The Design and Testing of 3DmoveR: an Experimental Tool for Usability Studies of Interactive 3D Maps

Lukáš Herman, Tomáš Řezník, Zdeněk Stachoň, Jan Russnák


Various widely available applications such as Google Earth have made interactive 3D visualizations of spatial data popular. While several studies have focused on how users perform when interacting with these with 3D visualizations, it has not been common to record their virtual movements in 3D environments or interactions with 3D maps. We therefore created and tested a new web-based research tool: a 3D Movement and Interaction Recorder (3DmoveR). Its design incorporates findings from the latest 3D visualization research, and is built upon an iterative requirements analysis. It is implemented using open web technologies such as PHP, JavaScript, and the X3DOM library. The main goal of the tool is to record camera position and orientation during a user’s movement within a virtual 3D scene, together with other aspects of their interaction. After building the tool, we performed an experiment to demonstrate its capabilities. This experiment revealed differences between laypersons and experts (cartographers) when working with interactive 3D maps. For example, experts achieved higher numbers of correct answers in some tasks, had shorter response times, followed shorter virtual trajectories, and moved through the environment more smoothly. Interaction-based clustering as well as other ways of visualizing and qualitatively analyzing user interaction were explored.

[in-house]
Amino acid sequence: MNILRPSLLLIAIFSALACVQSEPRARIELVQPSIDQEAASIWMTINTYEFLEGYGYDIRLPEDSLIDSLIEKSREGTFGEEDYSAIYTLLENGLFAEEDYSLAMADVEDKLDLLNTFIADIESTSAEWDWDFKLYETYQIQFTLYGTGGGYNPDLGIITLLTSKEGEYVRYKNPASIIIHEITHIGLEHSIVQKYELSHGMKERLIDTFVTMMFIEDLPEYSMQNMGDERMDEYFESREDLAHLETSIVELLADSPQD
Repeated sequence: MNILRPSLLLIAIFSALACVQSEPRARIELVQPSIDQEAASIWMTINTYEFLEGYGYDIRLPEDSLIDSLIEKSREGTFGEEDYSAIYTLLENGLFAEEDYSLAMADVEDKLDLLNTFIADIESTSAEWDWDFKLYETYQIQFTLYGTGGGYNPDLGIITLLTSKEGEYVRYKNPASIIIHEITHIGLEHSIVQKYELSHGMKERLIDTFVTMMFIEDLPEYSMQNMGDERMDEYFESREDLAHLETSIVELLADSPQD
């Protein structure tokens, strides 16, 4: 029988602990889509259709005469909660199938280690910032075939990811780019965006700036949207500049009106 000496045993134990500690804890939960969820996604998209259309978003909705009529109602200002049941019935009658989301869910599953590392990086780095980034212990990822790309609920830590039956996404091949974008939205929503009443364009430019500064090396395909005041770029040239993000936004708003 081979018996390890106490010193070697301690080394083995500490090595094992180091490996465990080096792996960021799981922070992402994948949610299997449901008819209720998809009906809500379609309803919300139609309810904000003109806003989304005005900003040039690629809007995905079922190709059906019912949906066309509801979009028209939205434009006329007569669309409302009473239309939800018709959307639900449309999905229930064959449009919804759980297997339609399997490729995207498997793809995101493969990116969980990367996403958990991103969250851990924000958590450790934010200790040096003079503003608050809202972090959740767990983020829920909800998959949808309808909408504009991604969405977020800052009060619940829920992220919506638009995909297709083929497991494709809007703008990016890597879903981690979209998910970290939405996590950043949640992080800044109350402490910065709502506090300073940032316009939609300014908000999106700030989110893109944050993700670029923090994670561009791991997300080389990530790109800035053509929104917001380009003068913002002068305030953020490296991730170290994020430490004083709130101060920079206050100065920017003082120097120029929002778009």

3D maps; 3D cartography; 3D Movement and Interaction Recorder; 3DmoveR; usability; user performance; X3DOM; web technologies

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